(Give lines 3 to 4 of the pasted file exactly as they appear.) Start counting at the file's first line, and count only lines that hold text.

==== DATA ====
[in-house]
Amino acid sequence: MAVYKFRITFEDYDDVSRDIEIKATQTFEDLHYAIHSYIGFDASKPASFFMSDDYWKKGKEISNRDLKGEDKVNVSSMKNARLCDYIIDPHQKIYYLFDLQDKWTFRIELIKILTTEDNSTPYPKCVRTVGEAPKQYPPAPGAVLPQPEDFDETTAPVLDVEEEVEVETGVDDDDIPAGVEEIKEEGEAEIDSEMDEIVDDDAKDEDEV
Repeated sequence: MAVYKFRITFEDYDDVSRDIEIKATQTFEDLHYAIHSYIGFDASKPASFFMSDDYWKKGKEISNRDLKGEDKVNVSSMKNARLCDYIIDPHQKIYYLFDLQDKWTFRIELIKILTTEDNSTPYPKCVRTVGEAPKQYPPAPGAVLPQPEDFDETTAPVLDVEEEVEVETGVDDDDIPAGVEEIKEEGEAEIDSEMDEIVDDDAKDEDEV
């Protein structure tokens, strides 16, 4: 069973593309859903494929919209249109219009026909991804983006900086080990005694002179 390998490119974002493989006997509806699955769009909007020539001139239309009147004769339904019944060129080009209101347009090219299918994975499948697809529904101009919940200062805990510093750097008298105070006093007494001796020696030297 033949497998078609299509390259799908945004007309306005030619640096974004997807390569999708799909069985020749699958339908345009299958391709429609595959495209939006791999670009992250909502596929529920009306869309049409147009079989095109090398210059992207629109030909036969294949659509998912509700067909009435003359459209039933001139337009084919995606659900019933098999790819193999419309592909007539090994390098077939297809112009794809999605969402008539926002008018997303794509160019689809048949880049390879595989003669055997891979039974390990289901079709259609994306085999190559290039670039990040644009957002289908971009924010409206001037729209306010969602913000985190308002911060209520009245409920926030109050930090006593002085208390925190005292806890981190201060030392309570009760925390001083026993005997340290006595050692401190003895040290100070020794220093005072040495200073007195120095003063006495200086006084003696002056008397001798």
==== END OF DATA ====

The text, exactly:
Repeated sequence: MAVYKFRITFEDYDDVSRDIEIKATQTFEDLHYAIHSYIGFDASKPASFFMSDDYWKKGKEISNRDLKGEDKVNVSSMKNARLCDYIIDPHQKIYYLFDLQDKWTFRIELIKILTTEDNSTPYPKCVRTVGEAPKQYPPAPGAVLPQPEDFDETTAPVLDVEEEVEVETGVDDDDIPAGVEEIKEEGEAEIDSEMDEIVDDDAKDEDEV
């Protein structure tokens, strides 16, 4: 069973593309859903494929919209249109219009026909991804983006900086080990005694002179 390998490119974002493989006997509806699955769009909007020539001139239309009147004769339904019944060129080009209101347009090219299918994975499948697809529904101009919940200062805990510093750097008298105070006093007494001796020696030297 033949497998078609299509390259799908945004007309306005030619640096974004997807390569999708799909069985020749699958339908345009299958391709429609595959495209939006791999670009992250909502596929529920009306869309049409147009079989095109090398210059992207629109030909036969294949659509998912509700067909009435003359459209039933001139337009084919995606659900019933098999790819193999419309592909007539090994390098077939297809112009794809999605969402008539926002008018997303794509160019689809048949880049390879595989003669055997891979039974390990289901079709259609994306085999190559290039670039990040644009957002289908971009924010409206001037729209306010969602913000985190308002911060209520009245409920926030109050930090006593002085208390925190005292806890981190201060030392309570009760925390001083026993005997340290006595050692401190003895040290100070020794220093005072040495200073007195120095003063006495200086006084003696002056008397001798």